Belkin Is Betting on Kevlar and USB C to Stand Out in the Accessory Market
- Belkin is focusing on unique products like Kevlar cables
- Its been in India since 2009, but saw a complete revamp two years ago
- Its top selling item in India is still an electric surge protectorBelkin is often thought of as the Apple accessory company, and in fact, when
Gadgets 360 sat down with Kartik Bakshi, the Country Manager for India and SAARC, Belkin, he couldn’t help but mention the name of the Cupertino company once every few minutes either, even going so far as to say, “once Apple Stores come to India – the real ones, not resellers – it will really drive business for us.” But for all that, Bakshi is quite cognisant of the fact that India is firmly Android territory, and tells Gadgets 360 that the company’s biggest seller in India is actually a surge-protector.
“When we launched it was all about IT accessories, and it was a healthy business, but a large number of items simply were not selling, and we had to do a big restart,” says Bakshi. At that point, Belkin started to focus more on smartphone accessories, such as USB cables, car chargers, and aux cables, largely aligned for Apple products.
“If you go to an Apple Store in the US, maybe 35 percent of all the products are ours, and that really helps to develop the brand,” says Bakshi. In India, the brand has recently shifted focus to USB Type-C cables. These are already used by some phones such as the OnePlus 3 and the Google Pixel, and are likely to see greater adoption over the coming months.
Apart from that, the company also realised that there was a huge price gap that needed to be addressed. “When the iPhone 3GS came out in 2009, we had a case that was priced at Rs. 5,999, which was crazy,” says Bakshi. “We realised that it’s one thing to be premium, and one thing to be unaffordable.”
Today, he says, Belkin has a wider range of products, that start from around Rs. 1,000, although there are still some “halo” items that help to establish it as a brand, and stand out from the rest of a crowded market, such as the RockStar, which allows you charge an iPhone 7 and listen to music at the same time. Launched in the US at $39.95 (approximately Rs. 2,600), it was released in India just a few months later at an MRP of Rs. 4,999, though it’s been available online since launch at Rs. 3,999.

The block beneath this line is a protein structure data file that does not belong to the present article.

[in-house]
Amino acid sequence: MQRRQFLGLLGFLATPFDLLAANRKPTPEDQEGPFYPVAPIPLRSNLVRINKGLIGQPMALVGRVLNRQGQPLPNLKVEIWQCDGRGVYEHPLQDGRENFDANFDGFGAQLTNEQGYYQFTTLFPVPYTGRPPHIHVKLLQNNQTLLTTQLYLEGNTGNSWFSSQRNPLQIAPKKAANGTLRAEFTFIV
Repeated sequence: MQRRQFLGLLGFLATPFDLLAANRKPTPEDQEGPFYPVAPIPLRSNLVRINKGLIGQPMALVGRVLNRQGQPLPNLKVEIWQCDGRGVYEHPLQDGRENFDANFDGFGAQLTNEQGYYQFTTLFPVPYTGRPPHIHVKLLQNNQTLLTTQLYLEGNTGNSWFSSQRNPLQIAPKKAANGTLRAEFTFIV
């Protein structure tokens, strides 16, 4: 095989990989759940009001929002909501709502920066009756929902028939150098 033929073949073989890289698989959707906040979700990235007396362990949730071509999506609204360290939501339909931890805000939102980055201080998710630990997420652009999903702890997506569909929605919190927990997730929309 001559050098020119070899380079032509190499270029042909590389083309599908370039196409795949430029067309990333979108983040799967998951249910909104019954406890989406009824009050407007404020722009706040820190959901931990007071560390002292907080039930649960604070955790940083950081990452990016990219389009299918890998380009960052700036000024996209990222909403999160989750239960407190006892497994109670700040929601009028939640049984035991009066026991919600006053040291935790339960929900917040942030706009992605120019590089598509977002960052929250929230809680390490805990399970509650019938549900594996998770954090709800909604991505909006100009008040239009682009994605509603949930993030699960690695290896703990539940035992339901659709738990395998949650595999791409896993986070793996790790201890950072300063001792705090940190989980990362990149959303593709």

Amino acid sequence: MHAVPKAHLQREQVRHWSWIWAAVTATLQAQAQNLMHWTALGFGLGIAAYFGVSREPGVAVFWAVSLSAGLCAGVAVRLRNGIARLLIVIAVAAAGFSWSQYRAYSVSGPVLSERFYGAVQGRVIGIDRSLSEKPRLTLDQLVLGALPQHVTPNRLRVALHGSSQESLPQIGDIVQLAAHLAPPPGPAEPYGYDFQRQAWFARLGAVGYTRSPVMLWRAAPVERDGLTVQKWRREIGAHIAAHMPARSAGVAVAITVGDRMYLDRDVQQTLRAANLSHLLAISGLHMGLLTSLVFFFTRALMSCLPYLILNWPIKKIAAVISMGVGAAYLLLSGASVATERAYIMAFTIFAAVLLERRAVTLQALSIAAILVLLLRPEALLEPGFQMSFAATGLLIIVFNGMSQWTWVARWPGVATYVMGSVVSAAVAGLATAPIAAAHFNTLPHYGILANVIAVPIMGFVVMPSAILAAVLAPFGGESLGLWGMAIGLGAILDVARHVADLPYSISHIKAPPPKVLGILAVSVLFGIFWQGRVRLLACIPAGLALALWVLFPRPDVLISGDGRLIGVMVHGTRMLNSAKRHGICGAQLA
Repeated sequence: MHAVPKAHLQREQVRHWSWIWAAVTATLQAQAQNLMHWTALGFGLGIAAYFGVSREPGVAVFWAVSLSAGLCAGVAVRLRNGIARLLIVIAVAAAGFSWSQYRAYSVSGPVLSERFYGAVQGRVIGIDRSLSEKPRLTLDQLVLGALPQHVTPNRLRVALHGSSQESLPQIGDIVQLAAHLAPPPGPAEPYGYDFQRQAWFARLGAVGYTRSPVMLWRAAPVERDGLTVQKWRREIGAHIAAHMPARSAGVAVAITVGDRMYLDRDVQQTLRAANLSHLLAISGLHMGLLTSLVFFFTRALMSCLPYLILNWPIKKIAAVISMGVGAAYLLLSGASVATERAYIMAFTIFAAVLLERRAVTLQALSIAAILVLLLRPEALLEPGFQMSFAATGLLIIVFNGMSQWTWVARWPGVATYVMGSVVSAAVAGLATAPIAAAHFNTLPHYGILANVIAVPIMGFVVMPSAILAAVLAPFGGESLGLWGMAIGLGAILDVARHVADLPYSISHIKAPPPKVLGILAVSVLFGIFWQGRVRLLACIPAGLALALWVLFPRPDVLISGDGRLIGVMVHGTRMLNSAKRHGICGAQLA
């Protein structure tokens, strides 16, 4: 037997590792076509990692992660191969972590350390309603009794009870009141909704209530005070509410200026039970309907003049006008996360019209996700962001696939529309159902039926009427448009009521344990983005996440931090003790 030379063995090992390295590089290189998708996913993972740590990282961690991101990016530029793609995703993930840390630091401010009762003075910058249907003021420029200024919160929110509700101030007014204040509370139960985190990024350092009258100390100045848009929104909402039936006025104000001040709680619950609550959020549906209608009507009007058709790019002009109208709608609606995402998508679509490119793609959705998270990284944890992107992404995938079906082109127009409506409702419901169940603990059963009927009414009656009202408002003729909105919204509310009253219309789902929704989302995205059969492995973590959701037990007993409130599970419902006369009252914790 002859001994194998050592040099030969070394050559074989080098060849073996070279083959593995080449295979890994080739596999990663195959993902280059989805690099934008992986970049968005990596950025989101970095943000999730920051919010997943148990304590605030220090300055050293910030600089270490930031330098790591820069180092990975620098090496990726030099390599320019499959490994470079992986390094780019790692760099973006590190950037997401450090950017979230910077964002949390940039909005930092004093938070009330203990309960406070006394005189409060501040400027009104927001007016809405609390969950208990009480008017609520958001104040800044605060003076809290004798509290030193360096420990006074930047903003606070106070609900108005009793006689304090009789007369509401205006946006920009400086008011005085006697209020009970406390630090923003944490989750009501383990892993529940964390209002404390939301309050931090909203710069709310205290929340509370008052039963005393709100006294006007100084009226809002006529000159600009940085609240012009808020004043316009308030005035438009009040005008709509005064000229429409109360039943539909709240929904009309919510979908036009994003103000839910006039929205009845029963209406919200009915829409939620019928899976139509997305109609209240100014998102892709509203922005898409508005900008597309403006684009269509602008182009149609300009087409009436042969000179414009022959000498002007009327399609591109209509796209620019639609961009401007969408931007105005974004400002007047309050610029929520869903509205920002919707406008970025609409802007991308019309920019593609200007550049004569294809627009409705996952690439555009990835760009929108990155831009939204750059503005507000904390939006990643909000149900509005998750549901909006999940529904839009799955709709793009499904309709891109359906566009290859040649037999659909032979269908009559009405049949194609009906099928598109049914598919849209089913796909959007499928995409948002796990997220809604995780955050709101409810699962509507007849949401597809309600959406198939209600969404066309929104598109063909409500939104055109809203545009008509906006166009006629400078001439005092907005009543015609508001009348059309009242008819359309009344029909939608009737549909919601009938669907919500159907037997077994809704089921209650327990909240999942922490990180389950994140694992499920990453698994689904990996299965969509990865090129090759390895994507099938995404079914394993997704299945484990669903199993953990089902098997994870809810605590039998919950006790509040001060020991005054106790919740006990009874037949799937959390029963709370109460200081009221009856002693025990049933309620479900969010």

The problem is that most of the market is still largely unbranded – for most consumers, a USB cable is a USB cable is a USB cable. This is something that Bakshi actually gets pretty upset by, and talks about how retailers need to do a better job of guiding customers when it comes to accessories.
When you buy a car, you don’t say, now let me get the cheapest tyres possible, right?” he asks. “But when you buy a phone for maybe Rs. 50,000, Rs. 60,000, and then you need to get a cable, why would you buy one for Rs. 100? The shops don’t guide the customer on this at all, and so people don’t realise what they’re doing.”
“Give people a discount, sure, but don’t sell trash either,” he adds. “We’re still priced at a premium, but we’ve explored sales, lightning deals, things like that, and we’ve launched lower priced products as well. We’ve understood what the market needs and we’re responding to that.”
Getting the pricing right is a big part of the equation, and Bakshi tells us that the BIS norms in India are one of the challenges to this. “Something like a charging cable, it can cost up to Rs. 4 lakh for a certification, and a minimum of 6 weeks, maybe even 12,” says Bakshi. “So it becomes very difficult to justify small runs, and sometimes we have to take a loss on products after you factor in BIS. Because you have to do it for every variant, so if I have a battery pack in six colours, I will need six certificates, and each of these has to be reapplied for after one year. So it can be a major barrier to entry for many people.”
He points out that many of the unbranded products that you’ll find in the market don’t carry the BIS sticker – that’s why they’re able to enter the market more quickly and cheaply, although this isn’t actually legal. But as a result, you don’t know how safe these products are either, he points out.
To stand out, Belkin is looking at niche products that are harder for small companies skirting the law to replicate. Apart from a focus on USB Type-C, he tells us that Belkin is going to be launching more Kevlar cables, that come with a five-year warranty. “They’re nearly indestructible. We also have tough braided cables, but we’re going to phase them out now, because the benefits of the Kevlar are that great,” he tells us. “New power banks, designed for Asia, are also going to be coming soon.”
The most interesting thing though is a B2B product, that won’t be sold to customers. It’s a machine for applying screen protectors quickly and effectively.
“The rejection rate for screen guards is really high,” says Bakshi. “Bubbles, and other issues, mean that 3 out of 10 screen guards are wasted during the install process. So we created a machine which we use in the US to apply screen guards, for iPhones, and we’re customising that for India. So that means tempered glass, because that’s the standard here, and we’re looking at doing it for the most popular phones, not just iPhones. That will come in a few months hopefully.”
Also in the works, though on a longer timeline, is a Make-in-India plan. “The import duty is nearly 30 percent for accessories, if we make it here, it’s just about 5 percent, so we can have a 20 percent price cut without losing money on the products,” says Bakshi. “That’s something that we’re definitely working on now, though it’ll take some time to carry out.”